Reading: Gayatri Chakravorty Spivak — An Aesthetic Education in the Era of Globalization (2nd Attempt)

I started reading this a couple of years ago, which might have already been my second attempt. It’s been giving me disappointed looks from my ‘currently reading’ pile ever since. But, having successfully reminded myself how to read dense theory again, while spending months on Edward Said’s Orientalism earlier this year, I thought it was time to suck it up and get back into Gayatri Chakravorty Spivak’s An Aesthetic Education in the Era of Globalization. The problem is, she’s so fucking brilliant, I’ll read a sentence and spend half an hour just thinking it through.

On that, then, I decided to just quote some of these bangers. Ending the Preface, on page xvi:

Gender is the last word. Figure out the double binds there, simple and forbidding.

Starting the Introduction, page 1:

Globalization takes place only in capital and data. Everything else is damage control.

Next on page 2:

The most pernicious presupposition today is that globalization has happily happened in every aspect of our lives. Globalization can never happen to the sensory equipment of the experiencing being, except insofar as it always was implicit in its vanishing outlines. Only an aesthetic education can continue to prepare us for this […]

Quoting Hanna Arendt on page 3:

“The general future of mankind has nothing to offer individual life, whose only certain future is death.”

Page 4:

We want the public sphere gains and the private sphere constraints of the Enlightenment; yet we must also find something relating to “our own history” to counteract the fact that the Enlightenment came, to colonizer and colonized alike, through colonialism, to support a destructive “free trade,” and that top-down policy breaches of Enlightenment principles are more the rule than exception.

I spent most of breakfast on that page 1 Introduction quote, swearing at its magnificence, meme-ing Where is the lie? tru dat, and that’s the T, and realising it’s gonna take me about 2 years to read this at this pace.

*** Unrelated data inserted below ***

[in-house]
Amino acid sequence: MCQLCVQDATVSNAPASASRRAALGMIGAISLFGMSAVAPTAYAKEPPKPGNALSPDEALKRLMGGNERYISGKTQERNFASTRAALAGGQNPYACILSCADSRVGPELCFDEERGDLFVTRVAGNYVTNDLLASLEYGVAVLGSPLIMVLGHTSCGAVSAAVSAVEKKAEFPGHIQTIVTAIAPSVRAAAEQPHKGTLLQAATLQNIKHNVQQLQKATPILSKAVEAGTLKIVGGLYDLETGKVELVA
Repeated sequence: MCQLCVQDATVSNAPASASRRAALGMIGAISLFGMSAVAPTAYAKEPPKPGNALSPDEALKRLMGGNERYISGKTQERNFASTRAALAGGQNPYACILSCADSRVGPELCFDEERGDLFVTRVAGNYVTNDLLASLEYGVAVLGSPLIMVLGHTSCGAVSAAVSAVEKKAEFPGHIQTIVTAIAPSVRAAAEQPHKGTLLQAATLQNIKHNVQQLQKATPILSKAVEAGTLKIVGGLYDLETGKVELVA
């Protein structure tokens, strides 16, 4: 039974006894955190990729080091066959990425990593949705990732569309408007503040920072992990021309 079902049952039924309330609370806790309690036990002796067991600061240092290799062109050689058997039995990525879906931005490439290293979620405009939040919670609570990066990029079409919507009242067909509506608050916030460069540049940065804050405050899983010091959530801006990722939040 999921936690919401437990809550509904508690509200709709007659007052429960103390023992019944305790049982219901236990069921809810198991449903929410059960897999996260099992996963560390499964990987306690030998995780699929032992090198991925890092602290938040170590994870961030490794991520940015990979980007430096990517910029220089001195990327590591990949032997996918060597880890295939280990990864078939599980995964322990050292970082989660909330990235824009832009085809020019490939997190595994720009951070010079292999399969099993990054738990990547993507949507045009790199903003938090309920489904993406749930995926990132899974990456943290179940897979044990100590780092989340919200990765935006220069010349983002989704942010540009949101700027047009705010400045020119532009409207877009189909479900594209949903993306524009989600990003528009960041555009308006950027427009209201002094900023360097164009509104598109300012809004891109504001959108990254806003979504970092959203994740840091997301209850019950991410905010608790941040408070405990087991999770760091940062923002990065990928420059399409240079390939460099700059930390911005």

Reading … Book of the Year 2016 (Non-Fiction): Kathryn Babayan, Afsaneh Najmabadi (Eds.) — Islamicate Sexualities: Translations Across Temporal Geographies of Desire

My non-fiction Book of the Year for 2016: Kathryn Babayan’s and Afsaneh Najmabadi’s (Eds.) Islamicate Sexualities: Translations Across Temporal Geographies of Desire.

And my full list of what I read in the last year: Reading … A 9th Anniversary.

Reading: Kathryn Babayan, Afsaneh Najmabadi (Eds.) — Islamicate Sexualities: Translations Across Temporal Geographies of Desire

Afsaneh Najmabadi is one of my favourite writers. My first encounter with her was two years ago with Women with Mustaches and Men without Beards: Gender and Sexual Anxieties of Iranian Modernity. 2013 Book of the Year for me. That same year, she published Professing Selves: Transsexuality and Same-Sex Desire in Contemporary Iran, which I read last year. Book of the Year again. Obviously I’d have Islamicate Sexualities: Translations Across Temporal Geographies of Desire, edited by her and Kathryn Babayan, at the top of my reading list. It’s been on my shelf a few weeks now, one of that pile I collected when I sold off the bollocks. I started it a couple of times, got diverted into other books, made a diligent foray into the first part over breakfast and you wanna talk about books you can’t put down? This is it.

I was rewriting my biography last week, amazing how many hours can be spent on 240 words. I realised that it’s been a while since Central Asia, specifically Afghanistan, has been one of the foci of my studies. China’s still there, mediæval northern European / germanic history has sprung from nowhere to rout swathes of interests, as has Islamic history.